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Smt. Aslhing @ Lhingjanong Vs. L.S. John & Ors [1983] INSC 182 (22 November 1983)

FAZALALI, SYED MURTAZA FAZALALI, SYED MURTAZA REDDY, O. CHINNAPPA (J) VENKATARAMIAH, E.S. (J)

CITATION: 1984 AIR 988 1984 SCR (1) 863 1984 SCC (1) 205 1983 SCALE (2)813

ACT:

Contract-When a party writes to the opposite party that it is closing the contract, does the contract subsist ?

HEADNOTE:

The respondent who was a party to a subsisting contract with the Government for widening or a road wrote a letter to the concerned Executive Engineer stating that he was closing the said contract. 1 he appellant contended that the contents of the letter did not have the effect of putting an end to the contract.

Dismissing the appeal,

HELD: After the letter, the contract came to an end by breach and was no longer subsisting. Acceptance of the letter by the authorities was unnecessary for putting an end to the contract although the breach may give rise to an action for damages. [864 B-C]

CIVIL APPELLATE JURISDICTION: Civil Appeal No. 11 89 of 1982.

From the Judgment and order dated the 18th December, 1981 of the Gauhati High Court in Election Petition No. 1 of 1980.

S Rangarajan, S.K. Nandy and S. Parikh for the Appellant.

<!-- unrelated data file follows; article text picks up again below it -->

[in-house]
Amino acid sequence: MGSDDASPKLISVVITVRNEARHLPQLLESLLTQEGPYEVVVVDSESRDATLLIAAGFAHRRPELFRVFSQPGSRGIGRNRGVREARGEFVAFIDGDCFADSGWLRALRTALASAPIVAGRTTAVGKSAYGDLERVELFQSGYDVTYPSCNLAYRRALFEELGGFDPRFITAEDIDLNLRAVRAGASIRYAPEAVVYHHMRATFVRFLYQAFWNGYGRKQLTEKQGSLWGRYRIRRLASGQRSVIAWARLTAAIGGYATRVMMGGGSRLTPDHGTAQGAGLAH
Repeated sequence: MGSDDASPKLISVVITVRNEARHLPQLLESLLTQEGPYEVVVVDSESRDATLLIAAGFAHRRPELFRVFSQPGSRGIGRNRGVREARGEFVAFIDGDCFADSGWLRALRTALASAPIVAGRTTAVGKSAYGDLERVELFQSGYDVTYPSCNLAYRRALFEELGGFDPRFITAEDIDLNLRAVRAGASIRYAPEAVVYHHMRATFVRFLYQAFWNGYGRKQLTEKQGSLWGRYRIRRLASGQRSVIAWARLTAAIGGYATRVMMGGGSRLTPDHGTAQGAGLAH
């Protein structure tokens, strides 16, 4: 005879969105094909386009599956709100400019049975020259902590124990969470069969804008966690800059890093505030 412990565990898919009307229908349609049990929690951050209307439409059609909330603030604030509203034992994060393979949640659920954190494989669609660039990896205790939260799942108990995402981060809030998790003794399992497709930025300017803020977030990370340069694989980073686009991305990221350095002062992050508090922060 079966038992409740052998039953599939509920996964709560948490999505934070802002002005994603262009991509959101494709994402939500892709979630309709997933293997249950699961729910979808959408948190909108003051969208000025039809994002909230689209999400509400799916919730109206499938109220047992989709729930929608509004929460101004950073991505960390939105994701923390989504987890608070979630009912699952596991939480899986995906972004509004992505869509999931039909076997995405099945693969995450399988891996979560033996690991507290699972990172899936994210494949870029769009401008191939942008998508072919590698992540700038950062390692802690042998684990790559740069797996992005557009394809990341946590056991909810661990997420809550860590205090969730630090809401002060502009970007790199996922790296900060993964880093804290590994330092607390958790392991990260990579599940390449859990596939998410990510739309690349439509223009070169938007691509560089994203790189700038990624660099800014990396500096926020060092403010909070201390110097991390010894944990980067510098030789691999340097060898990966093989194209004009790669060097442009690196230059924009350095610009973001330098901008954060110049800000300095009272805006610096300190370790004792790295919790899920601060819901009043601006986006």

A.K Nag for the Respondent.

The Judgment of the Court was delivered by FAZAL ALI, J. In this election appeal the only point for determination is whether at the time when respondent No. I filed his nomination paper he held a subsisting contract with the Government for widening the PLP road.. While it is true that there was such a contract in existence prior to 30:11.1979, respondent No. 1 wrote a 864 letter on 30.11.1979 to the concerned Executive Engineer stating that he was closing the said contract. The last date for filing nomination was 10.12.1979. It is argued that the contents of the said letter does not have the effect of putting an end to the contract. After going through the contents of the letter it is absolutely clear that the contractor unilaterally put an end to the contract and informed the Department concerned accordingly and also he had resigned from the contractor's list of PWD Manipur. Thus after this letter the contract came to an end by breach and the contract was no longer subsisting. Mr. Rangarajan has submitted some very nice and delicate questions for consideration. One of them-being that until and unless the letter is accepted by the Authority the contract would continue and thus the respondent would suffer from the disqualification. In our opinion having regard to the contents of the letter it is not possible to accept the argument of Mr. Rangarajan that the contract was subsisting.

The acceptance of the letter by the authorities was unnecessary for putting an end to the contract although the breach may give rise to a cause on action for damages. No other point is raised before us. We do not find any merit in this appeal and it is dismissed without any order as to costs.

H.L. C. Appeal dismissed.

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